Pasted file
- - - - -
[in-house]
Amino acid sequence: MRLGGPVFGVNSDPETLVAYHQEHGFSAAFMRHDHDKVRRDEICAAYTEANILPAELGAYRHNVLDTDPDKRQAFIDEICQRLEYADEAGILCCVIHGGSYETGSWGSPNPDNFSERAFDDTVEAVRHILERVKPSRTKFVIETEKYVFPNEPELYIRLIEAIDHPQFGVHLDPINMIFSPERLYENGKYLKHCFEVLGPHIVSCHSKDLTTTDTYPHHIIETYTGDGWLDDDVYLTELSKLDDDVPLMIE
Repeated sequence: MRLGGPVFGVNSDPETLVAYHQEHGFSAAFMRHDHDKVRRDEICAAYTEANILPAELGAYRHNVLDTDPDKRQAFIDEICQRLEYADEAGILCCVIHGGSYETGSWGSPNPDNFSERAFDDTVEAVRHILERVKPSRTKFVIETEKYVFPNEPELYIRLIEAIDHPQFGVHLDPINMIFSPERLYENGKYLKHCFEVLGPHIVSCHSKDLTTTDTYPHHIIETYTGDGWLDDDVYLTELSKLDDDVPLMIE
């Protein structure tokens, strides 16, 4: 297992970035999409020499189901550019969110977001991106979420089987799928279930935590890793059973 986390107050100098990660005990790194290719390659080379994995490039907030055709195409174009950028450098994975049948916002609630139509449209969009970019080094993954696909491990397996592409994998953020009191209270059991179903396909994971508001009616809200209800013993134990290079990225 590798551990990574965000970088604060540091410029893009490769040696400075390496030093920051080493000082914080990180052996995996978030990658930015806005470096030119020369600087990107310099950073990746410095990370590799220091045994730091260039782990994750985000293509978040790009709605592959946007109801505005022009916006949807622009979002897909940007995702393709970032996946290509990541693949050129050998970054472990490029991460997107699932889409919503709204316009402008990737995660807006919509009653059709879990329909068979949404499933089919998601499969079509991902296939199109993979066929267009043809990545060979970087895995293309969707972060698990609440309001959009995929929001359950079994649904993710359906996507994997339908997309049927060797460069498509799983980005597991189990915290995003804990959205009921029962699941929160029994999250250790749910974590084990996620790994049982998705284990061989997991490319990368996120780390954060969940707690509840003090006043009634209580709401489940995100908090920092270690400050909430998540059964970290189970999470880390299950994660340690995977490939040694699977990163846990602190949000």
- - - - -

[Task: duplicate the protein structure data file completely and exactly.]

[in-house]
Amino acid sequence: MRLGGPVFGVNSDPETLVAYHQEHGFSAAFMRHDHDKVRRDEICAAYTEANILPAELGAYRHNVLDTDPDKRQAFIDEICQRLEYADEAGILCCVIHGGSYETGSWGSPNPDNFSERAFDDTVEAVRHILERVKPSRTKFVIETEKYVFPNEPELYIRLIEAIDHPQFGVHLDPINMIFSPERLYENGKYLKHCFEVLGPHIVSCHSKDLTTTDTYPHHIIETYTGDGWLDDDVYLTELSKLDDDVPLMIE
Repeated sequence: MRLGGPVFGVNSDPETLVAYHQEHGFSAAFMRHDHDKVRRDEICAAYTEANILPAELGAYRHNVLDTDPDKRQAFIDEICQRLEYADEAGILCCVIHGGSYETGSWGSPNPDNFSERAFDDTVEAVRHILERVKPSRTKFVIETEKYVFPNEPELYIRLIEAIDHPQFGVHLDPINMIFSPERLYENGKYLKHCFEVLGPHIVSCHSKDLTTTDTYPHHIIETYTGDGWLDDDVYLTELSKLDDDVPLMIE
């Protein structure tokens, strides 16, 4: 297992970035999409020499189901550019969110977001991106979420089987799928279930935590890793059973 986390107050100098990660005990790194290719390659080379994995490039907030055709195409174009950028450098994975049948916002609630139509449209969009970019080094993954696909491990397996592409994998953020009191209270059991179903396909994971508001009616809200209800013993134990290079990225 590798551990990574965000970088604060540091410029893009490769040696400075390496030093920051080493000082914080990180052996995996978030990658930015806005470096030119020369600087990107310099950073990746410095990370590799220091045994730091260039782990994750985000293509978040790009709605592959946007109801505005022009916006949807622009979002897909940007995702393709970032996946290509990541693949050129050998970054472990490029991460997107699932889409919503709204316009402008990737995660807006919509009653059709879990329909068979949404499933089919998601499969079509991902296939199109993979066929267009043809990545060979970087895995293309969707972060698990609440309001959009995929929001359950079994649904993710359906996507994997339908997309049927060797460069498509799983980005597991189990915290995003804990959205009921029962699941929160029994999250250790749910974590084990996620790994049982998705284990061989997991490319990368996120780390954060969940707690509840003090006043009634209580709401489940995100908090920092270690400050909430998540059964970290189970999470880390299950994660340690995977490939040694699977990163846990602190949000």